Firearms Industry Booms In Montana
ROBERT SIEGEL, HOST:
From NPR News, this is ALL THINGS CONSIDERED. I'm Robert Siegel.
The firearms industry is booming in Montana. Throughout the economic downturn, the state's gun manufacturers have added jobs. Part of the reason is a pro-gun political climate.
As Montana Public Radio's Katrin Frye reports, gun makers say they'd be hiring even more if they could find the right workers.
KATRIN FRYE, BYLINE: Montana Rifleman produces 1,000 rifle barrels per day in its Flathead Valley shop in northwest Montana. It sells the barrels to gun manufacturers like Remington and Winchester. President Brian Sipe founded the company more than two decades ago.
BRIAN SIPE: I started with $200. My father-in-law had a dairy farm up on Whitefish Stage. And I cleaned out the milk house and started gun-smithing and making barrels in that milk house.
FRYE: In the late 1990s, he expanded his business and created another company selling custom rifles to consumers. The two companies combined employ about 100 people. With the unemployment rate here stubbornly hovering around 10 percent, Sipe says there are plenty of workers, but he still struggles to fill certain jobs.
SIPE: Finding skilled machinists is one of the hardest things for us right now. I've had to bring guys in from outside because they really had offers in job service for months and never got a call.
FRYE: The Montana Firearms Institute is aiming to build off the existing firearms industry in the Flathead Valley and push the area and the state as a whole as a hub for gun manufacturing. Statewide, manufacturing as a whole has grown just under 5 percent from 2010 to 2011. The gun manufacturing industry has grown a whopping 82 percent during the same period.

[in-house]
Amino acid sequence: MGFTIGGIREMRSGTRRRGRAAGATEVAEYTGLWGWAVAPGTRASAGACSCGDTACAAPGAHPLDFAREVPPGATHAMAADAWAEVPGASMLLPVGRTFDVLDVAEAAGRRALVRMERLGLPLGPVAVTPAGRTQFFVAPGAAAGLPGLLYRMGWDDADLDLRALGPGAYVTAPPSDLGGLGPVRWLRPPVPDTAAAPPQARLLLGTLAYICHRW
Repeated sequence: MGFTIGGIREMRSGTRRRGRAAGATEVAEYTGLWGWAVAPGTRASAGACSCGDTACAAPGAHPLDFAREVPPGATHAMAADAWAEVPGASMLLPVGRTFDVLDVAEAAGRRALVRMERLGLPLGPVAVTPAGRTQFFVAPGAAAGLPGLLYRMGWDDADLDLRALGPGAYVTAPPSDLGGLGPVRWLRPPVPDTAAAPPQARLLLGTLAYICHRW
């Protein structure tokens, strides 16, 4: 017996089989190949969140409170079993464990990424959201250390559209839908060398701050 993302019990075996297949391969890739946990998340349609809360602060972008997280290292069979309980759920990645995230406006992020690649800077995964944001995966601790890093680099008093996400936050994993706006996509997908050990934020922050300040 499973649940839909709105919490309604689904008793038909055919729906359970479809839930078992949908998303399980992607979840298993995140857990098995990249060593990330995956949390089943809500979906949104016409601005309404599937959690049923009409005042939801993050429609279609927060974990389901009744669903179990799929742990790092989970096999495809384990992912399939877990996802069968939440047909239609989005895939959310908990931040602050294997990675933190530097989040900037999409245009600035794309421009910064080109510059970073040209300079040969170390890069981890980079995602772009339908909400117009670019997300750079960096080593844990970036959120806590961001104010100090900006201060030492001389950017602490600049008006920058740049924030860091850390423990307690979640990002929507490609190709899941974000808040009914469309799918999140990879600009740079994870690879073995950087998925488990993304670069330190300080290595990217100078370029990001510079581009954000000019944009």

Republican State Senator Ryan Zinke also works as a director for the institute and says they're trying to tackle the problem of unqualified machinists.
STATE SENATOR RYAN ZINKE: What we've done is we've entered an agreement with the Flathead Valley Community College in college technologies to look at developing the curriculum that meets the industry's requirements.
SUSIE BURCH: We're hoping this will be something that will employ a number of people locally.
FRYE: Flathead Valley Community College's Susie Burch says she sees potential for the gun industry to create good jobs. And when she says good jobs, she means year-round employment with decent wages and benefits.
Burch says the college is tweaking an existing program to suit the industry's needs. She says the industry fits well with the area.
BURCH: We have sportsmen. My brother-in-law - I mean, he has real reverence for his equipment, as well as the animals that he's hunting. And so, I think that to have these guns manufactured here, it would be pretty cool. It would just be a good character fit.
FRYE: Burch says that training program should be in place within the year.
MIKE BUSH: Every rifle we make is 100 percent handmade.
FRYE: Mike Bush is president and founder of BlackOps Technologies. His gun manufacturing company has four people working, including himself. Right now, they're producing about a dozen rifles per month, but he wants to more than double the workforce and the output in the coming year. Bush's company is relatively new in the Flathead. He moved up from Arizona in 2009.
BUSH: Politicians on both sides of the aisles have guns, and they promote it and they're in favor of it. And when you don't have that political bickering back and forth, generally speaking, there's going to be legislature that supports the gun industry as a whole.
FRYE: The Montana Firearms Institute is hoping to capitalize on this idea, seeing growth in the gun industry as a way to cut the high unemployment rate.
For NPR News, I'm Katrin Frye in Big Fork, Montana.
NPR transcripts are created on a rush deadline by a contractor for NPR, and accuracy and availability may vary. This text may not be in its final form and may be updated or revised in the future. Please be aware that the authoritative record of NPR's programming is the audio.